The coaching duo will join forces at Goodison Park after Boa Morte’s arrival as assistant this summer – and Elliott Bretland finds a lot of love back home

Sprawling beaches and sweeping foothills, bathed in sun. This is the corner of the Iberian Peninsula in the most western point of Europe where Everton’s manager and deputy cut their teeth on the road from Portugal to Merseyside.

Estoril, the luxurious entertainment hub located on the Portuguese Riviera, twenty minutes west of Lisbon, to Sintra, a short drive north and famed for its historic, brightly coloured palaces and castles - it is here in the lower leagues of their homeland that Marco Silva and Luis Boa Morte first took to the touchline.

Born in the same city of Lisboa, less than a month apart in the summer of 1977, the pair know each other well and worked together at Sporting back in 2014 – Silva the manager while Boa Morte coached the reserves and youth side.

However, it was with Estoril Praia and Sport União Sintrense, two proud clubs, located in beautiful tourist hotspots while forever battling under the huge shadow of Lisbon powerhouses Sporting and Benfica, where the Toffees duo took on their respective, maiden managerial roles.

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The story begins at Estadio António Coimbra da Mota where Marco Silva embarked on an extraordinary journey with Estoril, firing the club from the second division to the Europa League in less than two years.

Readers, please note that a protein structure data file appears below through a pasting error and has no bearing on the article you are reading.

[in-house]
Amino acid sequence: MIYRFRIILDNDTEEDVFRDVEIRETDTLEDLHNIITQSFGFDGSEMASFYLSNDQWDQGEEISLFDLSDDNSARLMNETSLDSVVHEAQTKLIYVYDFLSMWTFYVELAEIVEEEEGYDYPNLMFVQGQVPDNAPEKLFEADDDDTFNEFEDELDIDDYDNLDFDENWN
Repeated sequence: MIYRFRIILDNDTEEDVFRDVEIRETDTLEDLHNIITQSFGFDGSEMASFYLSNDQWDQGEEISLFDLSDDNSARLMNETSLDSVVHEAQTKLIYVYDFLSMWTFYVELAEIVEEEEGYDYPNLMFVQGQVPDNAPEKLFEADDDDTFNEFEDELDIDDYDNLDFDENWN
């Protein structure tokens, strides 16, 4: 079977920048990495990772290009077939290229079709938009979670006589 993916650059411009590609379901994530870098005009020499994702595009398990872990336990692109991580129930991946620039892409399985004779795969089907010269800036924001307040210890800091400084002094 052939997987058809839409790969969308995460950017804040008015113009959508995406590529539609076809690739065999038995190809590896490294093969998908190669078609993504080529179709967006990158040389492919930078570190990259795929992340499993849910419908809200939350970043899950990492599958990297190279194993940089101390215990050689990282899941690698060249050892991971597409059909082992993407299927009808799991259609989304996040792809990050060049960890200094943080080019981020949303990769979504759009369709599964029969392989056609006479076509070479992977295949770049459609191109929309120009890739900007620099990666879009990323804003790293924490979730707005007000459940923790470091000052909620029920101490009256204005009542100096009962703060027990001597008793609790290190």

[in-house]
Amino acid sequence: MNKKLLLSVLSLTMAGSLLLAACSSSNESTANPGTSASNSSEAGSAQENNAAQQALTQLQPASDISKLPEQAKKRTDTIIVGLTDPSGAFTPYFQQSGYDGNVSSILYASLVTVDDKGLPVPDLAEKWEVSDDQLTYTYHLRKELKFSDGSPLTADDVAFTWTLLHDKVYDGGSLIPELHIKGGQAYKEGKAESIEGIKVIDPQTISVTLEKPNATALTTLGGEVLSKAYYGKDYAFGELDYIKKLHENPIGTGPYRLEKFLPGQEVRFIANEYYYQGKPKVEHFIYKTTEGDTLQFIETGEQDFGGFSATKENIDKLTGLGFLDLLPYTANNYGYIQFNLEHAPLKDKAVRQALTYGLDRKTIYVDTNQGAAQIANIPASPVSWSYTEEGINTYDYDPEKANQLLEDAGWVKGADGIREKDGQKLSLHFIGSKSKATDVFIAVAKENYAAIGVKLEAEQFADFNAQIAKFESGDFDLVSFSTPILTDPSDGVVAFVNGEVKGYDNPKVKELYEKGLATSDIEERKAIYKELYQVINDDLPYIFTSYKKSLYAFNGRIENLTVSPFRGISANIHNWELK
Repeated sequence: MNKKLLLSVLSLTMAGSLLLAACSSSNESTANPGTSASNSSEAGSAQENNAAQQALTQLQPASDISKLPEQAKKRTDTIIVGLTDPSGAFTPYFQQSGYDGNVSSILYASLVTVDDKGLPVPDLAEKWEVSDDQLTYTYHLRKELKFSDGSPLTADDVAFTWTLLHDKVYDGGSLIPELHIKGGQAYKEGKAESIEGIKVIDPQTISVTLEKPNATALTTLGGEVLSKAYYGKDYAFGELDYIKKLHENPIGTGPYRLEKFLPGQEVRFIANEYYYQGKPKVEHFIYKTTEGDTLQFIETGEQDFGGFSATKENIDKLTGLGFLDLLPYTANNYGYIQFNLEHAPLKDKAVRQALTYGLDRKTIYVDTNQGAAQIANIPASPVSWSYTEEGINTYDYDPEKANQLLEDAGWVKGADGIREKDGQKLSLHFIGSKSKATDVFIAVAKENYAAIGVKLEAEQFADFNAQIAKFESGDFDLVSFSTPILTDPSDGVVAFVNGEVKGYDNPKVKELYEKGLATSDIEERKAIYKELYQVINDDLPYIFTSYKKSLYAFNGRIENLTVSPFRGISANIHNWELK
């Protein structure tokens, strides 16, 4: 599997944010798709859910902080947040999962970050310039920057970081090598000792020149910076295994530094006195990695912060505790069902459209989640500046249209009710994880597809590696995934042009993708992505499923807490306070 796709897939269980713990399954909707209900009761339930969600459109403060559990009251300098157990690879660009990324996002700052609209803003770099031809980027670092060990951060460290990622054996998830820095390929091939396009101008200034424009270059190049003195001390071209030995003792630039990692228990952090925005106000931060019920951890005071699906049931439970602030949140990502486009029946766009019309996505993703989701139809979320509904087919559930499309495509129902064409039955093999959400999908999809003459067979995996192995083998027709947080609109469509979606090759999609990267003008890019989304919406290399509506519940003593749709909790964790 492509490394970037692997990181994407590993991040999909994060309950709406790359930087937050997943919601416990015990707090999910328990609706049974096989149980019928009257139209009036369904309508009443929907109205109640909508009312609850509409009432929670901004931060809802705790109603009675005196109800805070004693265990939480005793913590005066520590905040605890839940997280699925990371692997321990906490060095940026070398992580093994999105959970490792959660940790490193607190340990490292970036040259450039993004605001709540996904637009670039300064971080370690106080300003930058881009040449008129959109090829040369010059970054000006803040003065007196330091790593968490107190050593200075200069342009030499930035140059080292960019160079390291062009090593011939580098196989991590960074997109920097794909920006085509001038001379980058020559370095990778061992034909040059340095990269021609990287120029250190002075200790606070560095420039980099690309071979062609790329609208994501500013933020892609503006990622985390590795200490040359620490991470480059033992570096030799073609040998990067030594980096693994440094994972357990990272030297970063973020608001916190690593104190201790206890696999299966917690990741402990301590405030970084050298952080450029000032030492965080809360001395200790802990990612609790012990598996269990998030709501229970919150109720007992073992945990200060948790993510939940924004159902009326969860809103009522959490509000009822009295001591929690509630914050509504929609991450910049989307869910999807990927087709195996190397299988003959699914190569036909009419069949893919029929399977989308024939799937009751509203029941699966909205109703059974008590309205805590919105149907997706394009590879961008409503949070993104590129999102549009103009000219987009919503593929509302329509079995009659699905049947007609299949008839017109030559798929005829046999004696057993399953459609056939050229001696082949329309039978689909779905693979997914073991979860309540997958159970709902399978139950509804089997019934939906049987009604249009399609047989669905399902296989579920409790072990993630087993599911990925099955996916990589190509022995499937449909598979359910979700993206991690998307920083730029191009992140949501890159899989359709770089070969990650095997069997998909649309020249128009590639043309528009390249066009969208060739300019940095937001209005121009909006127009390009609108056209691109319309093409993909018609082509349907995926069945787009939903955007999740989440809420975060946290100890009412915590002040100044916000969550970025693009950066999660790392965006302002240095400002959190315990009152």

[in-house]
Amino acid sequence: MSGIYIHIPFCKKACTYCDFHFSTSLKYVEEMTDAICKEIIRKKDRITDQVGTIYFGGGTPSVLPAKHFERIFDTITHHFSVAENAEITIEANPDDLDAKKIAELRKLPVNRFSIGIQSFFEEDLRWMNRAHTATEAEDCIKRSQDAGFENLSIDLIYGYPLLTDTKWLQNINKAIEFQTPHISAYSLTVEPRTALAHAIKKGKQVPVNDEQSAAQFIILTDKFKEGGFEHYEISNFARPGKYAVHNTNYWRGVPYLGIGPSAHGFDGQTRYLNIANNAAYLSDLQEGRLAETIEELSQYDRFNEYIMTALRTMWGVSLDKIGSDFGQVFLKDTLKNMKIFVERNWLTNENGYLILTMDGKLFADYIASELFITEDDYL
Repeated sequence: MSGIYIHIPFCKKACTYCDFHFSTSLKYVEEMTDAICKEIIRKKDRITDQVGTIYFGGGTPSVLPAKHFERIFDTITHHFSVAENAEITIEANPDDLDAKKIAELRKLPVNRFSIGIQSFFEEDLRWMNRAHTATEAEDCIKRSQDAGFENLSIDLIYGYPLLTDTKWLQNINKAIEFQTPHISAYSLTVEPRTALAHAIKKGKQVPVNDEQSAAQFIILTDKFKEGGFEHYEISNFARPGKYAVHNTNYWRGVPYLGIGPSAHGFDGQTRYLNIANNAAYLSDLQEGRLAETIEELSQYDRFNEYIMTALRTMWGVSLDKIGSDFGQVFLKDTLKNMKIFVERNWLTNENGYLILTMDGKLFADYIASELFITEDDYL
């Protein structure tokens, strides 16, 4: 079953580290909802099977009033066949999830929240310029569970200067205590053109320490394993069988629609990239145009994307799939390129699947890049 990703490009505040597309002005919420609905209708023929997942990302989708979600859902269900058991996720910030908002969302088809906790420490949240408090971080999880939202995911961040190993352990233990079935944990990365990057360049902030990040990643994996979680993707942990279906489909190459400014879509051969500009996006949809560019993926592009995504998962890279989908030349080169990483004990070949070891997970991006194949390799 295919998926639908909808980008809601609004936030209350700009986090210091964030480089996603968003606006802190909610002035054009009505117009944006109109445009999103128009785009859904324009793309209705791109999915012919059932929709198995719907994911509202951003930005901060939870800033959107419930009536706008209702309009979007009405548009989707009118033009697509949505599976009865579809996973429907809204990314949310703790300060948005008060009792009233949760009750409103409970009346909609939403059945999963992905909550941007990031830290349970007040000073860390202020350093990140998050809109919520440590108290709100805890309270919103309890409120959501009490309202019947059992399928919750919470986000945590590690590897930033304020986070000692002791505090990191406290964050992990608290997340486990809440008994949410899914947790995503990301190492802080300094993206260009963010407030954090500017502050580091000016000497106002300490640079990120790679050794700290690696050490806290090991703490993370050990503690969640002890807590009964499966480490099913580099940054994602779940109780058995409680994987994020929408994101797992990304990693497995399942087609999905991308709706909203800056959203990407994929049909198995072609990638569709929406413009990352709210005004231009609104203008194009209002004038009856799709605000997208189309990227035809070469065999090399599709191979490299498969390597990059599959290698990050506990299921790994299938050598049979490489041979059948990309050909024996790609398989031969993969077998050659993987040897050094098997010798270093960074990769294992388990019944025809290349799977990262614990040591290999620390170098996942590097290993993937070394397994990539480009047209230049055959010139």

This is a seaside town club but with less of the novelty. Barring a grand casino, it is a paradise of sun, sea and sand. The tide flicks back and forth as people stroll across the beach while light glistens off the water. This is one of the most expensive places to live in Portugal but is humble and classy rather than flash, glitzy and glamorous. Palm trees line the streets and murals on the side of the football ground depict buckets and spades, the local sea landscape and a huge yellow canary which gives Estoril their nickname.

As for the stadium, typically European apartments of orange, red and white protrude over the stands while blue skies and trees engulf the modest rows of seats behind the goal. It’s a small but perfect football arena.

Once inside, club captain Gonçalo Santos is clearly pleased at getting the chance to reminisce about three incredible seasons with Silva as he buoyantly enters the Estoril press room.

Having himself played in the Champions League against Bayern Munich and Arsenal with Dinamo Zagreb before returning to Estoril in 2018, his time with the current Everton manager was among the most special of his career.